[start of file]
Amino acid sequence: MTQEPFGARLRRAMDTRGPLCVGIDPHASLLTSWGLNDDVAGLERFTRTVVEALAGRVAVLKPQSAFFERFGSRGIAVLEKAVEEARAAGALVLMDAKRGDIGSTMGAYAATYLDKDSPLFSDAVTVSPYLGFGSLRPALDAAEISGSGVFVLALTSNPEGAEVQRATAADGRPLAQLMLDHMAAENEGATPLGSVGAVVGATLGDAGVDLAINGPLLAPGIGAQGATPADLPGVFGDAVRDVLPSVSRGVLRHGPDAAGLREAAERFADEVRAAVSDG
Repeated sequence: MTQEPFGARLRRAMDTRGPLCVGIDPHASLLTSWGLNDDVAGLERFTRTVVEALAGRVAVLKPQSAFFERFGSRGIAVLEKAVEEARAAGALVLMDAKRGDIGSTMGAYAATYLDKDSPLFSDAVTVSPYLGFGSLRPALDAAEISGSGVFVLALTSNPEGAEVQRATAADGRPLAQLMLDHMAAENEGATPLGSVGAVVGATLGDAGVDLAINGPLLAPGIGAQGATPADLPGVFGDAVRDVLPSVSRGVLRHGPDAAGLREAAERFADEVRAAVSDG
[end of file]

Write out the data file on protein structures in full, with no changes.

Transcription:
Amino acid sequence: MTQEPFGARLRRAMDTRGPLCVGIDPHASLLTSWGLNDDVAGLERFTRTVVEALAGRVAVLKPQSAFFERFGSRGIAVLEKAVEEARAAGALVLMDAKRGDIGSTMGAYAATYLDKDSPLFSDAVTVSPYLGFGSLRPALDAAEISGSGVFVLALTSNPEGAEVQRATAADGRPLAQLMLDHMAAENEGATPLGSVGAVVGATLGDAGVDLAINGPLLAPGIGAQGATPADLPGVFGDAVRDVLPSVSRGVLRHGPDAAGLREAAERFADEVRAAVSDG
Repeated sequence: MTQEPFGARLRRAMDTRGPLCVGIDPHASLLTSWGLNDDVAGLERFTRTVVEALAGRVAVLKPQSAFFERFGSRGIAVLEKAVEEARAAGALVLMDAKRGDIGSTMGAYAATYLDKDSPLFSDAVTVSPYLGFGSLRPALDAAEISGSGVFVLALTSNPEGAEVQRATAADGRPLAQLMLDHMAAENEGATPLGSVGAVVGATLGDAGVDLAINGPLLAPGIGAQGATPADLPGVFGDAVRDVLPSVSRGVLRHGPDAAGLREAAERFADEVRAAVSDG